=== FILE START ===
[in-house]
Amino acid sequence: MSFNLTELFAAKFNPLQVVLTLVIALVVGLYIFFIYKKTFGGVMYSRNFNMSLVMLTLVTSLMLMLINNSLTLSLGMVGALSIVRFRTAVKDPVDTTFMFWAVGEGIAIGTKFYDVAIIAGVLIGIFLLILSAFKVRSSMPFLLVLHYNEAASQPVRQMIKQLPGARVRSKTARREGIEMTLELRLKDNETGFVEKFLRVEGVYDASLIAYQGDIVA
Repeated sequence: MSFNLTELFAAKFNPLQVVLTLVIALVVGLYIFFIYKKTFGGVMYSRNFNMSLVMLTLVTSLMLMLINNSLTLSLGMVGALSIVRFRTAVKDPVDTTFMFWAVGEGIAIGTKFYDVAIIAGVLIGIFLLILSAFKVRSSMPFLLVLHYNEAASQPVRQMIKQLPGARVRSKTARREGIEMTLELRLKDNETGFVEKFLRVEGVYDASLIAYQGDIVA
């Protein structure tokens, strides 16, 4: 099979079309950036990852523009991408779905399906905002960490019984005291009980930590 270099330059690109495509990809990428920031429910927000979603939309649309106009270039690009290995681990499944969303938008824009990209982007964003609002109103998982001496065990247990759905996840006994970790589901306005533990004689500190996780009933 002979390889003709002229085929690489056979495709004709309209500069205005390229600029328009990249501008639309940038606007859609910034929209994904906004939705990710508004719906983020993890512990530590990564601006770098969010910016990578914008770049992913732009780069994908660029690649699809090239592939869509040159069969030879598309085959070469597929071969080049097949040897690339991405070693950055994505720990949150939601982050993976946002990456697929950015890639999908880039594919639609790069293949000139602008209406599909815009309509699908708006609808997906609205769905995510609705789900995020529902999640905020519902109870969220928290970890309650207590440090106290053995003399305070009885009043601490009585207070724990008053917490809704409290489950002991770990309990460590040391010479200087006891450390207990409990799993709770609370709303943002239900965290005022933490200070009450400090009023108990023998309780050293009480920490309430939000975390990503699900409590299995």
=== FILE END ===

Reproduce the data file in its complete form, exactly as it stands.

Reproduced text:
[in-house]
Amino acid sequence: MSFNLTELFAAKFNPLQVVLTLVIALVVGLYIFFIYKKTFGGVMYSRNFNMSLVMLTLVTSLMLMLINNSLTLSLGMVGALSIVRFRTAVKDPVDTTFMFWAVGEGIAIGTKFYDVAIIAGVLIGIFLLILSAFKVRSSMPFLLVLHYNEAASQPVRQMIKQLPGARVRSKTARREGIEMTLELRLKDNETGFVEKFLRVEGVYDASLIAYQGDIVA
Repeated sequence: MSFNLTELFAAKFNPLQVVLTLVIALVVGLYIFFIYKKTFGGVMYSRNFNMSLVMLTLVTSLMLMLINNSLTLSLGMVGALSIVRFRTAVKDPVDTTFMFWAVGEGIAIGTKFYDVAIIAGVLIGIFLLILSAFKVRSSMPFLLVLHYNEAASQPVRQMIKQLPGARVRSKTARREGIEMTLELRLKDNETGFVEKFLRVEGVYDASLIAYQGDIVA
């Protein structure tokens, strides 16, 4: 099979079309950036990852523009991408779905399906905002960490019984005291009980930590 270099330059690109495509990809990428920031429910927000979603939309649309106009270039690009290995681990499944969303938008824009990209982007964003609002109103998982001496065990247990759905996840006994970790589901306005533990004689500190996780009933 002979390889003709002229085929690489056979495709004709309209500069205005390229600029328009990249501008639309940038606007859609910034929209994904906004939705990710508004719906983020993890512990530590990564601006770098969010910016990578914008770049992913732009780069994908660029690649699809090239592939869509040159069969030879598309085959070469597929071969080049097949040897690339991405070693950055994505720990949150939601982050993976946002990456697929950015890639999908880039594919639609790069293949000139602008209406599909815009309509699908708006609808997906609205769905995510609705789900995020529902999640905020519902109870969220928290970890309650207590440090106290053995003399305070009885009043601490009585207070724990008053917490809704409290489950002991770990309990460590040391010479200087006891450390207990409990799993709770609370709303943002239900965290005022933490200070009450400090009023108990023998309780050293009480920490309430939000975390990503699900409590299995």